1902 Encyclopedia > Tides > [Tide-Generating Forces] Form of Equilibrium

(Part 6)


6. Form of Equilibrium

Let us consider the shape assumed by a layer of fluid of density σ, lying on a globe of mass M, when acted on by disturbing forces whose potential is

Suppose the layer to be very thin, and that the mean radius of the layer is a, and let the equation to the boundary of the fluid be

We assume this form, because the theory of harmonic analysis tells us that the departure from sphericity must be represented by a function of the form

That theory also gives us as the potential of a layer of matter of depth

and density σ, at an external point the value

Hence the whole potential, outside of and up to the fluid layer is

The first term of (5) is the potential of the globe, the second that of the disturbing force, and the third the potential due to departure from sphericity.

Now the fluid must stand in a level surface; hence, if we equate this potential to a constant, we must get back to the equation (4), which was assumed to be that of the surface. In other words, if we put

in (5), the result must be constant, provided the departure from sphericity is small. In effecting the substitution for ρ, we may put ρ = a in the small terms, but in the first term of (5) we put

The whole potential (5) can only be constant if, after this substitution, the coefficient of

vanishes. Thus we must have

But if δ be the mean density of the planet

and gravity g = M/a2. Then we easily find that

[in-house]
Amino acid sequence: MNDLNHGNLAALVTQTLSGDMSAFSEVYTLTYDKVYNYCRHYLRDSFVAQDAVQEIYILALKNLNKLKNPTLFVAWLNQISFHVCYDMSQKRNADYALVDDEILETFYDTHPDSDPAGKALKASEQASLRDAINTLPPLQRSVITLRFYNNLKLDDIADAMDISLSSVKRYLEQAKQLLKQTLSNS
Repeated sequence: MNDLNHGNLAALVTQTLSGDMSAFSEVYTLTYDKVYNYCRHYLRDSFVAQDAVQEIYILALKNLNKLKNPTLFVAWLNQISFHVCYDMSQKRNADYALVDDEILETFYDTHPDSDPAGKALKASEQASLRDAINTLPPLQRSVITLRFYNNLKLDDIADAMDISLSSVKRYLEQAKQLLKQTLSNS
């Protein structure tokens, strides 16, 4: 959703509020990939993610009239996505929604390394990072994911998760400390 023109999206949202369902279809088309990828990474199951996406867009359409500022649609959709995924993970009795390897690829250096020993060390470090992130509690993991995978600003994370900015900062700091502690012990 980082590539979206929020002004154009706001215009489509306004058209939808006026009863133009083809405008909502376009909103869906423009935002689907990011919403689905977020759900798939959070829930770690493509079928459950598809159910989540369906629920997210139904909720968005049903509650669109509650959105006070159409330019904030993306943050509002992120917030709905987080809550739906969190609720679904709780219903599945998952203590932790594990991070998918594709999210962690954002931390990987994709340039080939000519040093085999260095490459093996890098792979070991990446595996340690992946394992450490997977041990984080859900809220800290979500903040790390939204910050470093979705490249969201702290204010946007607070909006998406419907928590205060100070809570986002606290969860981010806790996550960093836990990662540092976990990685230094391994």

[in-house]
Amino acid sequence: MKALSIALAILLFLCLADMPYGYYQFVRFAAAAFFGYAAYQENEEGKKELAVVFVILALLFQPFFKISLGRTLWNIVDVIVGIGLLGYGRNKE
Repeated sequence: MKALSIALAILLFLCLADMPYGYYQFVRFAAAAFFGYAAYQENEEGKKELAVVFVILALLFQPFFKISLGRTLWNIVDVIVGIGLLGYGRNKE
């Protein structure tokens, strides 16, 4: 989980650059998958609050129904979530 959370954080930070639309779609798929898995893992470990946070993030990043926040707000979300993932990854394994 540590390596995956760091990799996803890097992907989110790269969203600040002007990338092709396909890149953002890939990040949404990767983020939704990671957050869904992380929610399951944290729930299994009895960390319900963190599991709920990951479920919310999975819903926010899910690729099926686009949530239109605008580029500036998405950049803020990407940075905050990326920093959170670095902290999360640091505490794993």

Form of Equilibrium

Thus the equation to the surface is

If σ be small compared with δ, the coefficient is 3ma/2gr3; thus we see that

is the coefficient by which the mutual attraction of the fluid augments the deformation of the fluid under the action of the disturbing force. If the density of the fluid be the same as that of the sphere, the augmenting factor becomes

and we have

which gives the form of equilibrium of a fluid sphere under the action of these forces. Since

it follows that, when the form of equilibrium is

the potential of the forces is

More generally, if we neglect the attraction of the fluid on itself, so that σ/δ is treated as small, and if ρ = α(1 + ς) be the equation to the surface of the fluid, where σ is a function of latitude and longitude, then the potential of the forces under which this is an equilibrium form is

Tide-Generating Force Specified by Equilibrium

It thus appears that we may specify any tide-generating forces by means of the figure of equilibrium which the fluid would assume under them, and in the theory of the tides it has been found practically convenient to specify the forces in this way.

By means of the principle of "forced vibrations" referred to in the historical sketch, we shall pass from the equilibrium form to the actual oscillations of the sea.

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